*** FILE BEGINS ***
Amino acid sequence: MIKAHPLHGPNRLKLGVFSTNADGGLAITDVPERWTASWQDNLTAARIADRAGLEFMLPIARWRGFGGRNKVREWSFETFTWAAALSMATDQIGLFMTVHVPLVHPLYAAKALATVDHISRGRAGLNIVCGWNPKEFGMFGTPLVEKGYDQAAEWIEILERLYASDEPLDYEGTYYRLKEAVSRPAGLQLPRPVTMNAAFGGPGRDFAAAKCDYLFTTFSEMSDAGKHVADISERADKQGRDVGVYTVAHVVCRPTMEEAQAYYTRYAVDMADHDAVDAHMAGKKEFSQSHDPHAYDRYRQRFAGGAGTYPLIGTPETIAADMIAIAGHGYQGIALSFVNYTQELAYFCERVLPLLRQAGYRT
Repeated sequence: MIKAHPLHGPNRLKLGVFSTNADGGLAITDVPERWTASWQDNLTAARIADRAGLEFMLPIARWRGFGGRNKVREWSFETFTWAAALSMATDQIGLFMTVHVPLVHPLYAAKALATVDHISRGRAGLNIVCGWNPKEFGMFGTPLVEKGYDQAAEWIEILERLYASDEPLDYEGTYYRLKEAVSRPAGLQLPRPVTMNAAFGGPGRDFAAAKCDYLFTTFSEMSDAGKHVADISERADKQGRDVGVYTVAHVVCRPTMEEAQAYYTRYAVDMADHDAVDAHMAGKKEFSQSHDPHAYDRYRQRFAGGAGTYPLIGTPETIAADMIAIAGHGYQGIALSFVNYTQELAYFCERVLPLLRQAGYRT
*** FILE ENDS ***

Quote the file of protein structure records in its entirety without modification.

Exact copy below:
Amino acid sequence: MIKAHPLHGPNRLKLGVFSTNADGGLAITDVPERWTASWQDNLTAARIADRAGLEFMLPIARWRGFGGRNKVREWSFETFTWAAALSMATDQIGLFMTVHVPLVHPLYAAKALATVDHISRGRAGLNIVCGWNPKEFGMFGTPLVEKGYDQAAEWIEILERLYASDEPLDYEGTYYRLKEAVSRPAGLQLPRPVTMNAAFGGPGRDFAAAKCDYLFTTFSEMSDAGKHVADISERADKQGRDVGVYTVAHVVCRPTMEEAQAYYTRYAVDMADHDAVDAHMAGKKEFSQSHDPHAYDRYRQRFAGGAGTYPLIGTPETIAADMIAIAGHGYQGIALSFVNYTQELAYFCERVLPLLRQAGYRT
Repeated sequence: MIKAHPLHGPNRLKLGVFSTNADGGLAITDVPERWTASWQDNLTAARIADRAGLEFMLPIARWRGFGGRNKVREWSFETFTWAAALSMATDQIGLFMTVHVPLVHPLYAAKALATVDHISRGRAGLNIVCGWNPKEFGMFGTPLVEKGYDQAAEWIEILERLYASDEPLDYEGTYYRLKEAVSRPAGLQLPRPVTMNAAFGGPGRDFAAAKCDYLFTTFSEMSDAGKHVADISERADKQGRDVGVYTVAHVVCRPTMEEAQAYYTRYAVDMADHDAVDAHMAGKKEFSQSHDPHAYDRYRQRFAGGAGTYPLIGTPETIAADMIAIAGHGYQGIALSFVNYTQELAYFCERVLPLLRQAGYRT